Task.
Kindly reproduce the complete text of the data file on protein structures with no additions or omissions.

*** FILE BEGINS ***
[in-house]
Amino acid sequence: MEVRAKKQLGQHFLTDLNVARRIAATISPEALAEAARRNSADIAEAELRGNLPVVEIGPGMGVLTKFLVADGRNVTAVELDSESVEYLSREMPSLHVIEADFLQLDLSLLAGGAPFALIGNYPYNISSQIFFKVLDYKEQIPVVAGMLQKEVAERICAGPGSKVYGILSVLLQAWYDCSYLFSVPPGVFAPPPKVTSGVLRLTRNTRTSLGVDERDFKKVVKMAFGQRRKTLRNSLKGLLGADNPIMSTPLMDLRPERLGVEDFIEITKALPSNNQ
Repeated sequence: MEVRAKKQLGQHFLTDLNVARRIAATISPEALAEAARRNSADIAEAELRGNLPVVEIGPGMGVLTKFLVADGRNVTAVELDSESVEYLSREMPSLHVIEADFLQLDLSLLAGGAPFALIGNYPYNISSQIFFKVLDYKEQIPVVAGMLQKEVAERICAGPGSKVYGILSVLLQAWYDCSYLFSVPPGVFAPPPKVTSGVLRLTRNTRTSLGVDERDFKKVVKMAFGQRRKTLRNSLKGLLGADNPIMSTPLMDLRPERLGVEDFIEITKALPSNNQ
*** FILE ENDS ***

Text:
[in-house]
Amino acid sequence: MEVRAKKQLGQHFLTDLNVARRIAATISPEALAEAARRNSADIAEAELRGNLPVVEIGPGMGVLTKFLVADGRNVTAVELDSESVEYLSREMPSLHVIEADFLQLDLSLLAGGAPFALIGNYPYNISSQIFFKVLDYKEQIPVVAGMLQKEVAERICAGPGSKVYGILSVLLQAWYDCSYLFSVPPGVFAPPPKVTSGVLRLTRNTRTSLGVDERDFKKVVKMAFGQRRKTLRNSLKGLLGADNPIMSTPLMDLRPERLGVEDFIEITKALPSNNQ
Repeated sequence: MEVRAKKQLGQHFLTDLNVARRIAATISPEALAEAARRNSADIAEAELRGNLPVVEIGPGMGVLTKFLVADGRNVTAVELDSESVEYLSREMPSLHVIEADFLQLDLSLLAGGAPFALIGNYPYNISSQIFFKVLDYKEQIPVVAGMLQKEVAERICAGPGSKVYGILSVLLQAWYDCSYLFSVPPGVFAPPPKVTSGVLRLTRNTRTSLGVDERDFKKVVKMAFGQRRKTLRNSLKGLLGADNPIMSTPLMDLRPERLGVEDFIEITKALPSNNQ